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To repeal Chapter 8 Gorgas Hospital §300-320, to legalize marijuana and drugs worldwide, to ensure Americans have access to chemically tested generic prescription drugs without prescription online and/or over-the-counter, ie. Amantadine, ampicillin, doxycycline and metronidazole, to overcome Microsoft senility with Libre Office and Text Editor and reduce the price of Apple computers, to beware of cell phone GPS stalking by Cisco routers, to regulate the $1 trillion global drug market with $600 billion in pharmaceutical sales and $400 billion in recreational drug sales, other than alcohol ($1 trillion and $890 billion tobacco sales, worldwide $160 billion pharmaceutical and $65 billion recreational drug sales, other than alcohol $400 billion and tobacco $59 billion in the U.S. in 2001, subsequently fatal prescription opiate overdoses have increase 500-1000% and legal action is necessary, to remove drugs from the UN Office of Crime, to transfer the International Narcotic Control Board (INCB) to the World Health Organization (WHO), to abolish the FBI, ATF, DEA, Department of State International Law and Narcotic Enforcement bribery, Office of Justice Programs, repeal White House Office of National Drug Control Policy and critically review FDA Office of Criminal Investigations convictions and federal police bribery under the Slavery Convention of 1926, to create in the Treasury a Bureau for Alcohol, Tobacco and Marijuana (ATM) from the Alcohol and Tobacco Tax and Trade Bureau, to create in the FDA a Drug Evaluation Agency (DEA) to receive Office of Diversion Control license fees, to reschedule Tobacco and Alcohol II and Marijuana III in the Controlled Substances Act (CSA) and eliminate sentencing, to repeal the automatically refilled military contract loophole in DEA Form 222 and stop routinely disclosing consumer’s confidential patient identifying information, to enhance control of biologic and toxic products by limiting the scientific and medical use of monoclonal antibodies to cancer drug manufacturing and the FDA fast track drug, to wear a respirator when working in the dirt, to reduce crop insurance premiums for organic farmers to 10% less than contaminated fields, to limit exclusively for medical use antibiotics in animal feed, pesticides and chemical fertilizers, to improve food quality and repopulate farms and forests at urban rates of education and welfare without Roundup or rBGH addiction or high risk career in mining, wildfire fighting, agriculture, commercial fishing and forestry, from least to most dangerous rural career, since the Mining Safety and Health Act of 1977, to ratify the 1982 Law of the Sea and 1992 Convention on Biological Diversity and all biosafety and redress protocols, to conduct a scientific to study to see if new equipment makes logging safer and perhaps limit commercial logging to mobile crews with heavy equipment, or if logging would be safer limited to a jogging road or other socially and ecologically sound planning method, to reduce agricultural risk with tractor roll-over protection (ROPS) and seat-belt promotion, to refund organic tobacco vendors a tax rebate, for 14 years a year for rolling tobacco and 17.5 years a year for small cigars, for each year of the excessive excise tax of 2009, to eliminate sentences for illicit drug possession and trafficking, and to release all nonviolent drug offenders.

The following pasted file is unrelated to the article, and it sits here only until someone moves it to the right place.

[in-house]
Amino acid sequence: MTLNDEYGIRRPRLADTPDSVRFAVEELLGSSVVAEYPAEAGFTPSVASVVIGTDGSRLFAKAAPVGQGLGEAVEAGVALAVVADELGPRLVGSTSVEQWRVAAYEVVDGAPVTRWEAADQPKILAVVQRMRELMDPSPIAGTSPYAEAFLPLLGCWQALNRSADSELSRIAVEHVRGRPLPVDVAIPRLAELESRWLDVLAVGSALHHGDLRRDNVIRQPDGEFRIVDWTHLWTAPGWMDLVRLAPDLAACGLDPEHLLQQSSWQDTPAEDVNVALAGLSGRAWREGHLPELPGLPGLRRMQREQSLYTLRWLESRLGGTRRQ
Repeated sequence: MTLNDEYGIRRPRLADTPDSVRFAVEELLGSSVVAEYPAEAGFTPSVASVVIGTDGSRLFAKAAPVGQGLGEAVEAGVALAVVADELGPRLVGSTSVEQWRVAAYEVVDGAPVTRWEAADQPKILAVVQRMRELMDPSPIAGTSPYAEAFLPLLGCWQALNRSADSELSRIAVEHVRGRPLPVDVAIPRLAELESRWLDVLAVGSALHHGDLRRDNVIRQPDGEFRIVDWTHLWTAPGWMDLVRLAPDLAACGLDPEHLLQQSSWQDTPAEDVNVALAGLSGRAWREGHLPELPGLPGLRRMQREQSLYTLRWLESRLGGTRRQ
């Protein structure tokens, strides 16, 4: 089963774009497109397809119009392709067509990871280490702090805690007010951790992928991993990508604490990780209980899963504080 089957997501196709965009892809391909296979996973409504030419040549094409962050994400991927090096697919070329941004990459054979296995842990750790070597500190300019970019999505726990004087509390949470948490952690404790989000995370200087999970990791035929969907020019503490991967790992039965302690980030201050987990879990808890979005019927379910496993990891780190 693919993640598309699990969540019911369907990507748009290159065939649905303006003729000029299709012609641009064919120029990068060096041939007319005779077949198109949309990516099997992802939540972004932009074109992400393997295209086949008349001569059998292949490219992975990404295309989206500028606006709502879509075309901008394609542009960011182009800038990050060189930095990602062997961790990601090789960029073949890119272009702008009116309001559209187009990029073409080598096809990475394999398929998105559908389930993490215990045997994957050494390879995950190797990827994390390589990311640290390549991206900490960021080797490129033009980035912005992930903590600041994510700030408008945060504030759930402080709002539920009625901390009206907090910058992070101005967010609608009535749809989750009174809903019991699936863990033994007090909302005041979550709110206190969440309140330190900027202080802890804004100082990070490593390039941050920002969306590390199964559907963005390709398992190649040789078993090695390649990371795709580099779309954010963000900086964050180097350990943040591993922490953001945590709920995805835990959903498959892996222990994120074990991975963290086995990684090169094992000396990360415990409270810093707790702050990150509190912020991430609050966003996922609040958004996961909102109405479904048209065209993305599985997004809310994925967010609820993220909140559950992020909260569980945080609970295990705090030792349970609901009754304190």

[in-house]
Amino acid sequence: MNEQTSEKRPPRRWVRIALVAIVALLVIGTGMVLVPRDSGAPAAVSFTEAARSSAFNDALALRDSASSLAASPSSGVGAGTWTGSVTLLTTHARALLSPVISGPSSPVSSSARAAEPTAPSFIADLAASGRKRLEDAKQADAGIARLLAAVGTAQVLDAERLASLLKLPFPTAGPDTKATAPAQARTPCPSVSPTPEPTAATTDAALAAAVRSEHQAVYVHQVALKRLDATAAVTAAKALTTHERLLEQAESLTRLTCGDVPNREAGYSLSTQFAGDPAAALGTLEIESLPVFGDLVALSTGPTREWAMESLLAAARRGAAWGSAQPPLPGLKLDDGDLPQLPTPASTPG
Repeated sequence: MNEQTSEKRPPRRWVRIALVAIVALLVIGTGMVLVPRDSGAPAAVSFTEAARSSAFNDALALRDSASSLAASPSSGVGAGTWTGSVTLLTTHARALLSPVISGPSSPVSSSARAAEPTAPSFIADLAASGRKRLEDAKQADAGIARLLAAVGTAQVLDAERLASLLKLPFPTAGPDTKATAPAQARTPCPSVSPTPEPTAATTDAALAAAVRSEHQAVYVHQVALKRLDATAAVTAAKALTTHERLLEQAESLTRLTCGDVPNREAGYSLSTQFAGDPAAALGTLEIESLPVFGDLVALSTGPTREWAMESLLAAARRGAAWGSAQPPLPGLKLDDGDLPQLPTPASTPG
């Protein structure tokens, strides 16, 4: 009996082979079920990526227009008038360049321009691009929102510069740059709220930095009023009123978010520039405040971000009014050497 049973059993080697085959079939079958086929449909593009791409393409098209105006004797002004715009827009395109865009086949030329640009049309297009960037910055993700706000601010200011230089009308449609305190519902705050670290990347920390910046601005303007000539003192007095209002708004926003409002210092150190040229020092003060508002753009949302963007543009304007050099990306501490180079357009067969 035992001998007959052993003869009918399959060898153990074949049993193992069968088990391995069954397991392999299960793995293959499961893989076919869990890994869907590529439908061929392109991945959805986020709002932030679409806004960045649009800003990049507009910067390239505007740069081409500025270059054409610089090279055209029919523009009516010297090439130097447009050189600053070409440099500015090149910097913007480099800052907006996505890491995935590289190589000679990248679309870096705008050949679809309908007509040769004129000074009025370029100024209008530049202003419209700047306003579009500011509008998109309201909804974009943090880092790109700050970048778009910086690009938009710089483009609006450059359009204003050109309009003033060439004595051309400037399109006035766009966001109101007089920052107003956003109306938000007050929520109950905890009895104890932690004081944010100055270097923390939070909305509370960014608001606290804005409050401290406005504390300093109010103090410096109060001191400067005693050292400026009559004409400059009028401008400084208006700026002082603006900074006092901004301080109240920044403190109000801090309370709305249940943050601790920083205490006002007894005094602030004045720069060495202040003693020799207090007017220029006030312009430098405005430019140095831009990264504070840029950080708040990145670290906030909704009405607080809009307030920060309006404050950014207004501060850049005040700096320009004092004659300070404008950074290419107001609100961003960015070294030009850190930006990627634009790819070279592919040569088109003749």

Be the Democratic-Republican (DR) Prohibition Abolished